For the nearly twenty-five years that I have had this website, I have used hex colors. That’s just what I knew. Back in the early days, the colors were embedded in the HTML, not even CSS yet. Somehow I stumbled on HSL and got to contemplating switching over to that.
I am okay with estimating the manipulation of hex to get the general colors I want. When it comes to the smaller manipulations and fine-tuning, I am a little less able to grasp the changes I am looking for if the colors are more mixed. I’d been considering switching my CSS to that for a while. HSL was brought to my attention when I made the template change the temperature’s text color to be based on the temperature. Finally, I got around to switching the color space today. While there, I made a few tweaks, and it was much more intuitive.
When I was testing it out on the local Zola server, I checked out the CSS file that was generated, and it still had the hex numbers. I spent more time than I want to admit looking for how I screwed up. After some playing around, I realized that grass was converting the HSL from the SCSS files back to hex. That was a nice surprise since that seems to be the most common color form, plus it is the most compatible. I don’t use SCSS for more than a few calculations, but it’s a nice preprocessor language.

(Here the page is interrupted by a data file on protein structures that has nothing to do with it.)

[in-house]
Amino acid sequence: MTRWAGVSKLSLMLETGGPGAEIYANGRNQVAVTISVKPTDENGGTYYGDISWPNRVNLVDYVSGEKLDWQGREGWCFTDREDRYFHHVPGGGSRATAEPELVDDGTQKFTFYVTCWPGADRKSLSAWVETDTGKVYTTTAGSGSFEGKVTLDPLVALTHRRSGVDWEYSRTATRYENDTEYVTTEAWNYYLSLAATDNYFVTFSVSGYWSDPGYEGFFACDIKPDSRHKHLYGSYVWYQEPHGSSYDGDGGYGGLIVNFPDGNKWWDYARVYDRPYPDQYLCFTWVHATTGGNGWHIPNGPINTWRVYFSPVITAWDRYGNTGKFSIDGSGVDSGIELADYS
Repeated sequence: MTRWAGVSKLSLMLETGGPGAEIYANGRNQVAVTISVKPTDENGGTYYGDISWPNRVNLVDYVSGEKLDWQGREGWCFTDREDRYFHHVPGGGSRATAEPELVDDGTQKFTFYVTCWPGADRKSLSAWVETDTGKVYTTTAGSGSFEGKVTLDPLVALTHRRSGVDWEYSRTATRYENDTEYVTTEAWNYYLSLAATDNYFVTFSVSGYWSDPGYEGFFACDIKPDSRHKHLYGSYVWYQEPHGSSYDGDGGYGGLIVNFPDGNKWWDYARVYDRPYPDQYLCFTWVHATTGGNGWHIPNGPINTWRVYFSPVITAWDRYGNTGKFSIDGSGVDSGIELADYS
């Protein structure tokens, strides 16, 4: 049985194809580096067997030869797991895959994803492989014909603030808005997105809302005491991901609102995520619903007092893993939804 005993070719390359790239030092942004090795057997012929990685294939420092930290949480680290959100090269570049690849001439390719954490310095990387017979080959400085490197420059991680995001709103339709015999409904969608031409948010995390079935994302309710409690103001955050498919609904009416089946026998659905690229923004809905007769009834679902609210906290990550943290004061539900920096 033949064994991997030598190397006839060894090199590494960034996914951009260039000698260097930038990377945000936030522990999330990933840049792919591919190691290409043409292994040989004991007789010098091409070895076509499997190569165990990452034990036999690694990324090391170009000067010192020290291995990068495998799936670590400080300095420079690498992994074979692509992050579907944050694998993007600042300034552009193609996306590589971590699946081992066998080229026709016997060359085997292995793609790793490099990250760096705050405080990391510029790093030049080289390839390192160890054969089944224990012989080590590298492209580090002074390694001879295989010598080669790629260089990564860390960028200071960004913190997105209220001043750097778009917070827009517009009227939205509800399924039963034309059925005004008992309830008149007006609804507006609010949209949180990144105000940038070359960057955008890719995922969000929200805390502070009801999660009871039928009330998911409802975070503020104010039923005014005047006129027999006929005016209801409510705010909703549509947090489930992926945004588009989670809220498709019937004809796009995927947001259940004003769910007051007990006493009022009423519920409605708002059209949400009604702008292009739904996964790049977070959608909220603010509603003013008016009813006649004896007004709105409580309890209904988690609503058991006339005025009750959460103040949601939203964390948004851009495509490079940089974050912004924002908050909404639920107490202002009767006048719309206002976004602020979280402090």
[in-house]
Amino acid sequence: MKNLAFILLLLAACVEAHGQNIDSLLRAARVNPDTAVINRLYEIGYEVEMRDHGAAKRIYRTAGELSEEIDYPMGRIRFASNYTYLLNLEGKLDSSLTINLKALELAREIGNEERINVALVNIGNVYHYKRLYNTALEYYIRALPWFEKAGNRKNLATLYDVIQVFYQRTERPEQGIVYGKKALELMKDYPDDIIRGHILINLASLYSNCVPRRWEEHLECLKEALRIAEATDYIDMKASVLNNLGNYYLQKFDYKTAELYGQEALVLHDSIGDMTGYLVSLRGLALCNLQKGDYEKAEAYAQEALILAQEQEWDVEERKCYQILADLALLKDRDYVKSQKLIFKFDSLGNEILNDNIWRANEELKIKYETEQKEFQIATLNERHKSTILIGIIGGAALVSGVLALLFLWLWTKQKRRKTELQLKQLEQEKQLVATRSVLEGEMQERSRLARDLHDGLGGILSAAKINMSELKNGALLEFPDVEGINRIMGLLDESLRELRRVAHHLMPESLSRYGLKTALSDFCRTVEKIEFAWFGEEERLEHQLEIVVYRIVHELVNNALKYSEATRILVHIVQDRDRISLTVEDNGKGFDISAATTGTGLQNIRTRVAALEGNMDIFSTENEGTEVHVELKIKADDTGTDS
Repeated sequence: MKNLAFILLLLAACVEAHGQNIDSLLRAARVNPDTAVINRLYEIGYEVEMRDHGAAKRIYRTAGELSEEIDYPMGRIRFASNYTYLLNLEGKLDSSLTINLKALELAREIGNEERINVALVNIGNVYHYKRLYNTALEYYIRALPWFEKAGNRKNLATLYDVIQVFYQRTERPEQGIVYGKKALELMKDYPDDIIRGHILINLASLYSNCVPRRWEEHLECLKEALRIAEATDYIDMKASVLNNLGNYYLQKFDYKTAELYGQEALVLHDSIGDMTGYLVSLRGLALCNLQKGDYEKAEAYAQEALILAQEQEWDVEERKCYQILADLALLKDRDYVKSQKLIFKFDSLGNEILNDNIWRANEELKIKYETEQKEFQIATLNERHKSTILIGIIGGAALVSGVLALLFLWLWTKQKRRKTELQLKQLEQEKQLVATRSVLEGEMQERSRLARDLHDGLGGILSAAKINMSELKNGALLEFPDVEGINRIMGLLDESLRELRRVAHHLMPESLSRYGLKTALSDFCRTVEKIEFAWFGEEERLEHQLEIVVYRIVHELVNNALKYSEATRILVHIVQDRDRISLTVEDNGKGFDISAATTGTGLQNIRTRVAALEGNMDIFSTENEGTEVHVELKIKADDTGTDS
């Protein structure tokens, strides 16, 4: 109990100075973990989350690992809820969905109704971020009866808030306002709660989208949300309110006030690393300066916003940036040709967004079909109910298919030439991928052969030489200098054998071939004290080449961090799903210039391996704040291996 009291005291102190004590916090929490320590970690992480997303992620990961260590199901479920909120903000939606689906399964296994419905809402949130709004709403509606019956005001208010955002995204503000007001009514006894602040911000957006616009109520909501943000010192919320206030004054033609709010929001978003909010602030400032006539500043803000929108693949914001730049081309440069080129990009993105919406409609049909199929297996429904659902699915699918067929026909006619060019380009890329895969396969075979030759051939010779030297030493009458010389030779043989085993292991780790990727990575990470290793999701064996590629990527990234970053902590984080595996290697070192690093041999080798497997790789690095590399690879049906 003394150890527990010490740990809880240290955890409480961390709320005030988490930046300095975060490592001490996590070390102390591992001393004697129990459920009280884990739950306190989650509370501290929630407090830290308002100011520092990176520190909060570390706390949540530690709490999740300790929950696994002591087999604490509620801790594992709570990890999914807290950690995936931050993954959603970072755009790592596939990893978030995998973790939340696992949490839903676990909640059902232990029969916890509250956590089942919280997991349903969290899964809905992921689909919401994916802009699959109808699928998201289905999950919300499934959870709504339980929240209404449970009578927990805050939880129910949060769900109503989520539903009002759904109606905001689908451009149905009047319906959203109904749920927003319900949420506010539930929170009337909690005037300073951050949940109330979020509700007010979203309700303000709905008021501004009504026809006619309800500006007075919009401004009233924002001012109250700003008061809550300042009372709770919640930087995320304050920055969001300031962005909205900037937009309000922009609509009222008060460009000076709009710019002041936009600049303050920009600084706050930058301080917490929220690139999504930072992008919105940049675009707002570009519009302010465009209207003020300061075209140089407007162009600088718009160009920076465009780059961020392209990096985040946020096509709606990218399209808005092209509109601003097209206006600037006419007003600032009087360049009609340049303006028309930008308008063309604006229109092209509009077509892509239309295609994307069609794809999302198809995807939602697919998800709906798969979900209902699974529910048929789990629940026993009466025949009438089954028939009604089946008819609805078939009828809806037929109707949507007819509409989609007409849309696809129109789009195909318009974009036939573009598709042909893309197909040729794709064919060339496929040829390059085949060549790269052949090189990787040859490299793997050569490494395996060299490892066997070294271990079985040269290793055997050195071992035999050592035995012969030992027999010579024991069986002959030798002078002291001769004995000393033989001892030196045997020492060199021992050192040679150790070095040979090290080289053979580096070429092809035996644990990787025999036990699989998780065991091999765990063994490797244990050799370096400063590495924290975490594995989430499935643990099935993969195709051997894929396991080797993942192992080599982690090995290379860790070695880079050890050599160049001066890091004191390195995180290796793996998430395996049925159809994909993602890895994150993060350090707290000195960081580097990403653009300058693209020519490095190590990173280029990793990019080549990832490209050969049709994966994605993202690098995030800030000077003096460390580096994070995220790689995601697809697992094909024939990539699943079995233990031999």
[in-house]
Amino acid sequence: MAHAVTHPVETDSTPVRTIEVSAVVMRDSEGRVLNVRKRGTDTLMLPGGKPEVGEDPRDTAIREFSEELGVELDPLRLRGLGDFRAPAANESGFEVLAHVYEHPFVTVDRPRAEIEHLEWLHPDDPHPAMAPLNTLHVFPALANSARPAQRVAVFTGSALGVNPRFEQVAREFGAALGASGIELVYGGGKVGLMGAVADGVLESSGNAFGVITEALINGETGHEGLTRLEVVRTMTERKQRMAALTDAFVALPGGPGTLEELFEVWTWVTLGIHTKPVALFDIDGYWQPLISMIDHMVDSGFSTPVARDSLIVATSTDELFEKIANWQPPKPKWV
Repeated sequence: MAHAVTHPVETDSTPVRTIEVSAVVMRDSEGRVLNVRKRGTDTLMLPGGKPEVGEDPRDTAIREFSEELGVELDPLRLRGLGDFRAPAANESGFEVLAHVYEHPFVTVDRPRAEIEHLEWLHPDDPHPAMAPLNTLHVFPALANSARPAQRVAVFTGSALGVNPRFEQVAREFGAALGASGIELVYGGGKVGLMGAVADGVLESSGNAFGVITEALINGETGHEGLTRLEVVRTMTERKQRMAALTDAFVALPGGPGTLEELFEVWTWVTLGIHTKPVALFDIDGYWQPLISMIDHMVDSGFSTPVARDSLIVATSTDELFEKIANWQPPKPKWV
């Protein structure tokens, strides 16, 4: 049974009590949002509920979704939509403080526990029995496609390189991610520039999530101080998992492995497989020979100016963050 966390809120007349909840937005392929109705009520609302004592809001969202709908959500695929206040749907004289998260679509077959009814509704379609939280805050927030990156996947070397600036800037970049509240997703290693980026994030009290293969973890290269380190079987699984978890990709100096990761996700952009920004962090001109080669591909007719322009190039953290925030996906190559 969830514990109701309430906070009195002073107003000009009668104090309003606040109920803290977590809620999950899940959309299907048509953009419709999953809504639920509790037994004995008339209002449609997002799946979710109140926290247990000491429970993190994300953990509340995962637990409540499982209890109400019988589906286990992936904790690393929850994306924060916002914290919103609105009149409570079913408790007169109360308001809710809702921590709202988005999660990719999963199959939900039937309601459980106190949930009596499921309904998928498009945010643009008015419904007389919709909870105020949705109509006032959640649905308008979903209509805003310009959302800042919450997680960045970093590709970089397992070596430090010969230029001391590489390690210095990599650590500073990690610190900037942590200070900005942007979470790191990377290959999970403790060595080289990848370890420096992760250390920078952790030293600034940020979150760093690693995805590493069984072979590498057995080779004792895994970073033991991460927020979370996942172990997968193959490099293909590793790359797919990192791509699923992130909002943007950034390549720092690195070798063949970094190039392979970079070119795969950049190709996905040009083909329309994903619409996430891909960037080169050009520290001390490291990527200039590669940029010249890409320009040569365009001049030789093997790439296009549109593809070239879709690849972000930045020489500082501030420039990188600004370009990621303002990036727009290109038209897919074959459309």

I need to explore SCSS more and use it to its full potential. I was hesitant to rely on it with Hugo since that project changed the processor a couple of times when I used it and I just didn’t trust that the DART version would remain available for FreeBSD. It’s not in the ports. With Zola, it uses a Rust library, which is compiled right into the binary. Rust is also a FreeBSD port.